Collins said Satin will hit against some lefties, and could also get time at third, second and in the outfield.

“You don’t do what Josh Satin did and then, all of a sudden, go sit on the bench. That’s not going to work,’’ Collins pledged. “I’m going to try to figure out how to get him in there, where to play him.’’

We shall see.

As always, your comments are greatly appreciated and I will attempt to answer them. Please follow me on Twitter @jdelcos

Jun 22

Mets Should Not Be Seduced By Davis’ Vegas Numbers

Las Vegas, I learned in grade school geography and reinforced by the movie “Casino,’’ is located in the desert, and when lost in the desert one can fall victim to a mirage. Surely, the New York Mets know this, too, and should not be seduced by the mirage of Ike Davis hitting back-to-back two-homer games.

Davis, once considered part of the Mets’ core, is in Vegas gambling he still has a major league future. He and the Mets are encouraged he’s riding a five-game hitting streak where he is 9-for-16 with four homers and seven RBI. Overall, in 11 games, he is hitting .333 with a .480 on-base percentage.

DAVIS: Not ready. (AP)

DAVIS: Not ready. (AP)

Good, but not good enough, and the Mets would be foolish to fall for the mirage Davis is now a major league hitter. Eleven games means nothing; he needs more than double that amount, perhaps triple it, to prove he’s ready.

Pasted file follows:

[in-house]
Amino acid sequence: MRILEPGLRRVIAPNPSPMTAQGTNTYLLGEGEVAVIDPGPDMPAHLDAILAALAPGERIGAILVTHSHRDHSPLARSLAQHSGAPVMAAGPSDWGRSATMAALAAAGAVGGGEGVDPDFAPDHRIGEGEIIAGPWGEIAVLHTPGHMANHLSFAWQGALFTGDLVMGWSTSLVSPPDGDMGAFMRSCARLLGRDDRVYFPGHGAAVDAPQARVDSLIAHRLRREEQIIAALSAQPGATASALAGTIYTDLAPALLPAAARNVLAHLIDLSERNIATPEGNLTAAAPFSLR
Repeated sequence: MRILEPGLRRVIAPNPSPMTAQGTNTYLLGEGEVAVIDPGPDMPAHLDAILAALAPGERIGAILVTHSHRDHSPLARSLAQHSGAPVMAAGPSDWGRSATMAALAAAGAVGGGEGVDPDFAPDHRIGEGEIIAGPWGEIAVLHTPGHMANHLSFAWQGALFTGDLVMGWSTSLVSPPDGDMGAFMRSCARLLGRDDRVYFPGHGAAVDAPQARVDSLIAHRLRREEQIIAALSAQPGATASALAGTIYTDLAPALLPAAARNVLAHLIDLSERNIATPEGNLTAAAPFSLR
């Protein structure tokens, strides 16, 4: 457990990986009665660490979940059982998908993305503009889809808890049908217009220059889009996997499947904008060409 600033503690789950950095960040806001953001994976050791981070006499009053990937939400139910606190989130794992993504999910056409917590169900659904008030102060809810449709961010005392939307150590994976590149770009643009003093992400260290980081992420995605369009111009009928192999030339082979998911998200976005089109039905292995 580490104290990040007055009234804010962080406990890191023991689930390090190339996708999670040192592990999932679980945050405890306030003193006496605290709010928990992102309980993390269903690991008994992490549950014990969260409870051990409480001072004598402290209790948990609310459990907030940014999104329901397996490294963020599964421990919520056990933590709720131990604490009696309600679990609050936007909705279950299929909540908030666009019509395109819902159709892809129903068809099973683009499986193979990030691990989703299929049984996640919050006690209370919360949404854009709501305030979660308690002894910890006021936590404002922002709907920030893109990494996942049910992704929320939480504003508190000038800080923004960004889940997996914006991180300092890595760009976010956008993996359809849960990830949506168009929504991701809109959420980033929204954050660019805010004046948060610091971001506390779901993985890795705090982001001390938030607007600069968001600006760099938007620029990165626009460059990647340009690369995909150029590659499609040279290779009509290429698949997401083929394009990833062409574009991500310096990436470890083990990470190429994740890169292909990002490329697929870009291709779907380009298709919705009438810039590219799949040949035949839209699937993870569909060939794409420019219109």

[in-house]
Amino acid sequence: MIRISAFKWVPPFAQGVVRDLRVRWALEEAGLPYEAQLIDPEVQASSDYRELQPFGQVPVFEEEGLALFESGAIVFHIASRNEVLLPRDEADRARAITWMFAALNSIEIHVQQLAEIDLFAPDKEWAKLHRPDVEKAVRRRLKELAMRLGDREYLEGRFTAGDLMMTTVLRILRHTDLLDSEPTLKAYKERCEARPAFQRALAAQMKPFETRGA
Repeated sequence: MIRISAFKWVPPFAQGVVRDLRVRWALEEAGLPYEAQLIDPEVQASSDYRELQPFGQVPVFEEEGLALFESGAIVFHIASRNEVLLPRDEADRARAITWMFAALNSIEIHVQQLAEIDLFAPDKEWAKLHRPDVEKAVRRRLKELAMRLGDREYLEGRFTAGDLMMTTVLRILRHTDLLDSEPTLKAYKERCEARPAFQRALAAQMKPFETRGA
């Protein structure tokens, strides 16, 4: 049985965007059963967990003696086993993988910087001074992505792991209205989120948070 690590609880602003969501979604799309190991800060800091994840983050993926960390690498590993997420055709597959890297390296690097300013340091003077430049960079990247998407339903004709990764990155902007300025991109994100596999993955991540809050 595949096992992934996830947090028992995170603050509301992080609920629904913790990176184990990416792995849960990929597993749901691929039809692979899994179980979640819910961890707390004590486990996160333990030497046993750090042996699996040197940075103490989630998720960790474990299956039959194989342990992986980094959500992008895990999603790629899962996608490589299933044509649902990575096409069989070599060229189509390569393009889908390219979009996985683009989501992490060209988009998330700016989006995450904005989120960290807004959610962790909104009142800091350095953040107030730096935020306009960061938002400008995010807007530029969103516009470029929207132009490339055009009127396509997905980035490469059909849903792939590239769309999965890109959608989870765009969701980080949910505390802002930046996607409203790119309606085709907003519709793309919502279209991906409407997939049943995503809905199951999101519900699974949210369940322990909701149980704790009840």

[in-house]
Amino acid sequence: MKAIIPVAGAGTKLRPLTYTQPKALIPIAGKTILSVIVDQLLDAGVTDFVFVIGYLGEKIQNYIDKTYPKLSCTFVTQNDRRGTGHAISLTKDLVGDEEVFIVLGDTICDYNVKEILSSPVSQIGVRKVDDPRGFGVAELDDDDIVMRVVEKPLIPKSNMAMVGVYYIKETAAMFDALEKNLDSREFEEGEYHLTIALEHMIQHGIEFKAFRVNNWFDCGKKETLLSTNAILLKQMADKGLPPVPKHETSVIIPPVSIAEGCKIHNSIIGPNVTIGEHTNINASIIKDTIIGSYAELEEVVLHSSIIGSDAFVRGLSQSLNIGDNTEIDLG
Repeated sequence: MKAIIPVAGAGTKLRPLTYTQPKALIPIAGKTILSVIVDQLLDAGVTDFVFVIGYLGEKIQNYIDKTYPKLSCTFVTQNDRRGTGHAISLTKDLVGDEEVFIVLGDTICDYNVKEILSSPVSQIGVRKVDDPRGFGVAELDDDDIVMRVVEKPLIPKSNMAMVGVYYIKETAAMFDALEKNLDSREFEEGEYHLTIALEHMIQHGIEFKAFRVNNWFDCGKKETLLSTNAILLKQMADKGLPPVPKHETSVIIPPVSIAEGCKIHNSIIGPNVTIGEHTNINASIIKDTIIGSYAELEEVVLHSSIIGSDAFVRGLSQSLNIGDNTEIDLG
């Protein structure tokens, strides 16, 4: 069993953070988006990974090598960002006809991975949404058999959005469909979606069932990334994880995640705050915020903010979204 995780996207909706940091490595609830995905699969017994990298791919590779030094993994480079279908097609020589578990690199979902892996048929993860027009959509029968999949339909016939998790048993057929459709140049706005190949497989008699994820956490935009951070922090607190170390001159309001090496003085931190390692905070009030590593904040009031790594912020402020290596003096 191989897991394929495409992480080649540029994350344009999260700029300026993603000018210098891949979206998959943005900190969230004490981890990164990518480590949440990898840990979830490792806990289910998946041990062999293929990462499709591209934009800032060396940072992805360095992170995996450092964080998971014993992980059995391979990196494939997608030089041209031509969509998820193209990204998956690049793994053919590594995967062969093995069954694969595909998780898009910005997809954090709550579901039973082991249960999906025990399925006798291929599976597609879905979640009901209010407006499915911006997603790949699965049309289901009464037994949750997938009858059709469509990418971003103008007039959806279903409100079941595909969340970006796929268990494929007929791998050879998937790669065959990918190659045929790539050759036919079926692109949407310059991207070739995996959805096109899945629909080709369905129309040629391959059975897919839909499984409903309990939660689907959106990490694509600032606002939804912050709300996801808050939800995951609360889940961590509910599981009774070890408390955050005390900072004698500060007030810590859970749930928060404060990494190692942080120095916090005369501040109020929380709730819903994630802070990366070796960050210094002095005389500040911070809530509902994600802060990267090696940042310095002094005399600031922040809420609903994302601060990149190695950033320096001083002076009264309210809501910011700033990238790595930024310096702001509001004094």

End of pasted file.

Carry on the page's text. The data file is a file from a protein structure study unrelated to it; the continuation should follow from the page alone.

Las Vegas manager Wally Backman talks boastfully about correcting Davis’ nasty hitch, and Mets manager Terry Collins said his reports are good in that regard.

It’s still not enough, as Davis’ problems aren’t just mechanical, but mental. His approach is wrong, and I am afraid the four homers will underscore Davis’ problem in bold.

“I am a home run hitter. I like to hit home runs,’’ Davis said this spring. “Strikeouts come with that.’’

It was a faulty answer this spring and it is just as bad now. Davis’ most impressive statistic is seven walks, but in 39 at-bats, Davis has nine strikeouts, so you tell me what he’s learned.

Davis needs to forget about pulling the ball and hitting home runs. He must concentrate on working the count, shortening his swing and using the entire field. Once he’s capable of doing that, then he’ll be putting the ball in play more and consequently his home runs and run production will increase.

That’s the approach Davis must learn, and emphasize to Backman it is something ingrained in him. If he can’t do that, then he’ll come back to the Mets and fall into the same old habits.